Sash windows are an intrinsic part of a period house and should be repaired rather than replaced if at all possible. Fortunately, although the mechanism may look complicated, replacing a broken cord is a job you can do yourself in a few hours.
If you have a broken sash cord, the window will be difficult to open and judder as it is raised or lowered. If both cords are broken, the window will not stay open.
It's best to renew all the cords if one has rotted.
Remember that sashes can be very heavy, so take care when working with them.
Removing the sash
Prise the narrow beading away from the interior of the window frame with a wide-bladed paint scraper or an old chisel. Keep both hands behind the blade when cutting and wear work gloves and safety glasses to avoid splinters.
Start in the middle of one of the side beads and bend the moulding gently outwards until it springs out of the corner joints. Remove the three other pieces and keep to one side.
Make a note of their positions to make replacement easier.
Removing the sash cord
It's best to have a workbench of some sort for the next part.
Swing the bottom sash window carefully into the room and support it on the bench. You now need to Gently lever out any nails holding the broken sash cords to the window frame. If you are replacing old one which are not broken, remember that the weight will still be acting on it, and will shoot down inside the frame when you release the nails on the sash. So make sure that you hold the cord with one hand while prising out the nails, to prevent this happening. You can then lower the weight gently.
Lever out the narrow parting bead which divides the two opening sashes and remove the upper sash in the same way.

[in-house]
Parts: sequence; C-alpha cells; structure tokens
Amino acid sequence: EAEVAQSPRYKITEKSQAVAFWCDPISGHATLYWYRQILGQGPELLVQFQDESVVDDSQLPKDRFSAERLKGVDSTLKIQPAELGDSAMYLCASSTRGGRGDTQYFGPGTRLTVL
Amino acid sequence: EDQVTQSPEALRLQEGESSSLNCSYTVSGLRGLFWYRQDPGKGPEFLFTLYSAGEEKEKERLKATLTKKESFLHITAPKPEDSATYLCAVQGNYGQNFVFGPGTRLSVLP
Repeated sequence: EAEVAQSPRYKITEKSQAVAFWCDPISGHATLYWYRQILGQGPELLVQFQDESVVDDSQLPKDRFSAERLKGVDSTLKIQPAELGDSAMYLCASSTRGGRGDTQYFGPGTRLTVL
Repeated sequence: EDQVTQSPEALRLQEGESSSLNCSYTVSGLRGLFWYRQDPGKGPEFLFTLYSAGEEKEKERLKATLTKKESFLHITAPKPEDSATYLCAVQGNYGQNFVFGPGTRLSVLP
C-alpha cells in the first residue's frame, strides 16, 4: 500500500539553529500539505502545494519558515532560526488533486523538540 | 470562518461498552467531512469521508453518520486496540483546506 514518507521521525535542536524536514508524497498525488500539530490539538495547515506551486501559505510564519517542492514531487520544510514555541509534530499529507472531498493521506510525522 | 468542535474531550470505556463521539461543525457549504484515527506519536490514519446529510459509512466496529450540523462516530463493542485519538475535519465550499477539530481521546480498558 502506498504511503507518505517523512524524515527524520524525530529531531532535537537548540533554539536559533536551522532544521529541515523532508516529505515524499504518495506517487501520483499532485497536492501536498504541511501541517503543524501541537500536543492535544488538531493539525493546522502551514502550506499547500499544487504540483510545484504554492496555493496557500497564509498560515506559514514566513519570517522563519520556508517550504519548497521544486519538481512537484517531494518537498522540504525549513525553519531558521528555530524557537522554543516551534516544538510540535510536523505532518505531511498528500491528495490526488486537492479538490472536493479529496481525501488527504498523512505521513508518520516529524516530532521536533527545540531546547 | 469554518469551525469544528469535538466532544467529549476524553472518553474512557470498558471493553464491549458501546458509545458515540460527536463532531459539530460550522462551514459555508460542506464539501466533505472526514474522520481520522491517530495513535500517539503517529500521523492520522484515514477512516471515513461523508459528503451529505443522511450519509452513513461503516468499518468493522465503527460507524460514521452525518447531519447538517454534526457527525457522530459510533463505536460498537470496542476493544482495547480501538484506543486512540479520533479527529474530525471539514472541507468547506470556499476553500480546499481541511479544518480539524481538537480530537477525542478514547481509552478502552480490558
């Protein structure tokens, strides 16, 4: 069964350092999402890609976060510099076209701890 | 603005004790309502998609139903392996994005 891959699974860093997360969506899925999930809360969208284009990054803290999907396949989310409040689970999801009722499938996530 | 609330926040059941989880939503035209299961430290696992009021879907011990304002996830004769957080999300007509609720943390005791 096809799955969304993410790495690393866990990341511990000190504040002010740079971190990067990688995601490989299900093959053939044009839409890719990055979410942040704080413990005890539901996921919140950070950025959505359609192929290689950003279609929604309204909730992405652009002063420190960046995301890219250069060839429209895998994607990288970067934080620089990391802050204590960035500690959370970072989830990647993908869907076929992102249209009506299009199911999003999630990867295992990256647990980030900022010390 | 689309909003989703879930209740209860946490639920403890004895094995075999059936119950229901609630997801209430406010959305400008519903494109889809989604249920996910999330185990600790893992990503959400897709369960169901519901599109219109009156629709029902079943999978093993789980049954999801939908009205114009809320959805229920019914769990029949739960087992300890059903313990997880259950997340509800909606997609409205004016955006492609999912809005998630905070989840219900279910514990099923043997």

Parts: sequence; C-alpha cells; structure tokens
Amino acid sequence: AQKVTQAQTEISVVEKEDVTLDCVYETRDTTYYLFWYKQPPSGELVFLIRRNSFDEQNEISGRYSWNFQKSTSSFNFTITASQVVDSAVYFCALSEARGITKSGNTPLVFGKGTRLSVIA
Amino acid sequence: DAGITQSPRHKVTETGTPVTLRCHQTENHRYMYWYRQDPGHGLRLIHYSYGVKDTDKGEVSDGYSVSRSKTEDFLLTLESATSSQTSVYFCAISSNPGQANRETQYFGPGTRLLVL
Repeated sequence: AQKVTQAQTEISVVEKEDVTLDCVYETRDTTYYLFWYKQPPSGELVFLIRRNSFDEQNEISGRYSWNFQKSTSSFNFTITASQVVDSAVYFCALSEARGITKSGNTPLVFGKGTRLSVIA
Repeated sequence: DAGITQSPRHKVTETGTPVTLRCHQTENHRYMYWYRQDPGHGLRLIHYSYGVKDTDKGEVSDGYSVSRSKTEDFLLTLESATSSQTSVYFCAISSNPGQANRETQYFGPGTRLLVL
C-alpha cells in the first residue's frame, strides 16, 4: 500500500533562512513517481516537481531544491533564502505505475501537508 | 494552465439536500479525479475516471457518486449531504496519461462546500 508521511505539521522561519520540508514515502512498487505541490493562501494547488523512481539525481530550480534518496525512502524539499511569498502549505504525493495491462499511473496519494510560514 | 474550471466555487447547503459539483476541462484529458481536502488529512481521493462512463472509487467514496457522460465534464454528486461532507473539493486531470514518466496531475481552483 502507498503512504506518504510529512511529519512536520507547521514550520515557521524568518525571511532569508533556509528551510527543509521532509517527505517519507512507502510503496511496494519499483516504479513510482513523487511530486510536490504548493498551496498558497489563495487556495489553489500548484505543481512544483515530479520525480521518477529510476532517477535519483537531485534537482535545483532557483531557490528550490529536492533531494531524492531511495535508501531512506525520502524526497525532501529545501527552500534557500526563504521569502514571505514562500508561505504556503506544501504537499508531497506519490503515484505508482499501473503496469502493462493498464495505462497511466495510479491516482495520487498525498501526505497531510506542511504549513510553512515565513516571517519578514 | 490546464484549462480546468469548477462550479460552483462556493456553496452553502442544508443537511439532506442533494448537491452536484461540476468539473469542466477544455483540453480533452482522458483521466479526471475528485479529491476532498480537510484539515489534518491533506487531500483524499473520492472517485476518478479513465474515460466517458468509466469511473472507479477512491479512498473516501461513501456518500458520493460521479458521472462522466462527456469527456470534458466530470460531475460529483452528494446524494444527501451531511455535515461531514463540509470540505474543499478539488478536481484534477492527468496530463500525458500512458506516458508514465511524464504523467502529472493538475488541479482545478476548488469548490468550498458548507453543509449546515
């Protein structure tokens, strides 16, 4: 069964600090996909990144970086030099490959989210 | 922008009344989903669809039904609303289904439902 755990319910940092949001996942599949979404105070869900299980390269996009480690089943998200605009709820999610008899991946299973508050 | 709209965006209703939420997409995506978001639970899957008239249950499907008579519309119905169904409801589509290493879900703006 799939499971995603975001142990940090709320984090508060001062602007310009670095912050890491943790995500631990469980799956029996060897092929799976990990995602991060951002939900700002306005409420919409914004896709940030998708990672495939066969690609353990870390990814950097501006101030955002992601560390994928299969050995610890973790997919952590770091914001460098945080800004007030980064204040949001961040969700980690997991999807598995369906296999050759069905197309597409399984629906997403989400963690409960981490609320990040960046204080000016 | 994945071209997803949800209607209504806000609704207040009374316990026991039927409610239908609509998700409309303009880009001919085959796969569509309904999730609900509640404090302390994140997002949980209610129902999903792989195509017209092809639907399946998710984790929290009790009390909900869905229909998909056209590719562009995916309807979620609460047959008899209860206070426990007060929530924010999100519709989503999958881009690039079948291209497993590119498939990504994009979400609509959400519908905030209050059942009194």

The small slip of wood at the bottom of each frame side may be loose fitted or screwed in place. Remove this to reveal the lead weights. Vacuum out any building dust in the bottom of the recess and remove the weights and broken cord.
Replacing the sash cord
Pass a piece of string with a small weight at the end over the first pulley and allow it to drop to the bottom of the jamb. Attach the other end of the string to a length of the new cord and pull this over the pulley. Use a non-slip knot to tie the cord to the weight.
Most weights have a hole in the top, through which the cord can be passed. Once the cord has been threaded through this, a figure-of-eight knot can be tied and pulled back into the recess in the top of the weight.
Lightly oil the pulley if it is sticking.
Pull the weight upwards until it touches the pulley, and lower it around 100mm. Rest the upper sash on the window ledge and use galvanised clout nails to fix the cord into the groove on the side of the sash. The highest nail should be fixed at a distance down the groove, at least equal to the measurement from the top of the window frame to the bottom of the pulley, otherwise it will not close fully. Once fixed, trim off the end of the cord. Replace the parting bead by tapping it into its groove. Then repeat the procedure for the lower sash.
Easing the window
Check both windows work without juddering before replacing the beading.
Rub a candle up and down the sash sides to make them run smoothly. If the sashes still stick, you may need to take a few shavings off the sides with a hand plane.
Some larger windows may use chains instead of weights. Replace these with new chains, available from larger hardware stores.